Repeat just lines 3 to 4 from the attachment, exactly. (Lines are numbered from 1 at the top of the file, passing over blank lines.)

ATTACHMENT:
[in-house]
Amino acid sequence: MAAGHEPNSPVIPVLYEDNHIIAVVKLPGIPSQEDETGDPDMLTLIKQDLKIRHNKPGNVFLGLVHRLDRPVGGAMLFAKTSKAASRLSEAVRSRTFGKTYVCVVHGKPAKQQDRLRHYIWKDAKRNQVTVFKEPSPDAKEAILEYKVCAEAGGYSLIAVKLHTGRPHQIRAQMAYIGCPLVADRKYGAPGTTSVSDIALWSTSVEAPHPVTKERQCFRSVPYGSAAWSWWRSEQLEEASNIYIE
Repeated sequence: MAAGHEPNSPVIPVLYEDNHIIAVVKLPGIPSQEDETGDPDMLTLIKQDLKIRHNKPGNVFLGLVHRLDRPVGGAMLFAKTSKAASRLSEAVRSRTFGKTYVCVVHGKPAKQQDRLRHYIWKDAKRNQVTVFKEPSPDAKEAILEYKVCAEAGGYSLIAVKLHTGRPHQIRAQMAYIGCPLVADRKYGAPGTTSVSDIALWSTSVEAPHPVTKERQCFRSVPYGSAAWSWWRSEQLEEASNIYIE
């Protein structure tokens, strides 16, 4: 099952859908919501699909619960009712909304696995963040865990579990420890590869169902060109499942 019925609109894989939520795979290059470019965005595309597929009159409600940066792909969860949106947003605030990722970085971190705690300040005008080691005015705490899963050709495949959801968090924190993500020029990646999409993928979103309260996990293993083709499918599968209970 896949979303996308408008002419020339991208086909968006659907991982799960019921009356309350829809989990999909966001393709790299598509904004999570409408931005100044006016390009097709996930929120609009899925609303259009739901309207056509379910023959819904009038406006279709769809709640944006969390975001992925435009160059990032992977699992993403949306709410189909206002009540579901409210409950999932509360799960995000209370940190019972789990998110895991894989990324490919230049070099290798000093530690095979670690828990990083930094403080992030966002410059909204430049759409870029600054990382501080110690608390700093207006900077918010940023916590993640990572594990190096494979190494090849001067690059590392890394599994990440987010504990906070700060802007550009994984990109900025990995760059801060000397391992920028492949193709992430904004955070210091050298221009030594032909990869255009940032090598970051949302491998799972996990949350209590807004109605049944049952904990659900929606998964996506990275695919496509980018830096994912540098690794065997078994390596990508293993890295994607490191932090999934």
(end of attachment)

Repeated sequence: MAAGHEPNSPVIPVLYEDNHIIAVVKLPGIPSQEDETGDPDMLTLIKQDLKIRHNKPGNVFLGLVHRLDRPVGGAMLFAKTSKAASRLSEAVRSRTFGKTYVCVVHGKPAKQQDRLRHYIWKDAKRNQVTVFKEPSPDAKEAILEYKVCAEAGGYSLIAVKLHTGRPHQIRAQMAYIGCPLVADRKYGAPGTTSVSDIALWSTSVEAPHPVTKERQCFRSVPYGSAAWSWWRSEQLEEASNIYIE
């Protein structure tokens, strides 16, 4: 099952859908919501699909619960009712909304696995963040865990579990420890590869169902060109499942 019925609109894989939520795979290059470019965005595309597929009159409600940066792909969860949106947003605030990722970085971190705690300040005008080691005015705490899963050709495949959801968090924190993500020029990646999409993928979103309260996990293993083709499918599968209970 896949979303996308408008002419020339991208086909968006659907991982799960019921009356309350829809989990999909966001393709790299598509904004999570409408931005100044006016390009097709996930929120609009899925609303259009739901309207056509379910023959819904009038406006279709769809709640944006969390975001992925435009160059990032992977699992993403949306709410189909206002009540579901409210409950999932509360799960995000209370940190019972789990998110895991894989990324490919230049070099290798000093530690095979670690828990990083930094403080992030966002410059909204430049759409870029600054990382501080110690608390700093207006900077918010940023916590993640990572594990190096494979190494090849001067690059590392890394599994990440987010504990906070700060802007550009994984990109900025990995760059801060000397391992920028492949193709992430904004955070210091050298221009030594032909990869255009940032090598970051949302491998799972996990949350209590807004109605049944049952904990659900929606998964996506990275695919496509980018830096994912540098690794065997078994390596990508293993890295994607490191932090999934």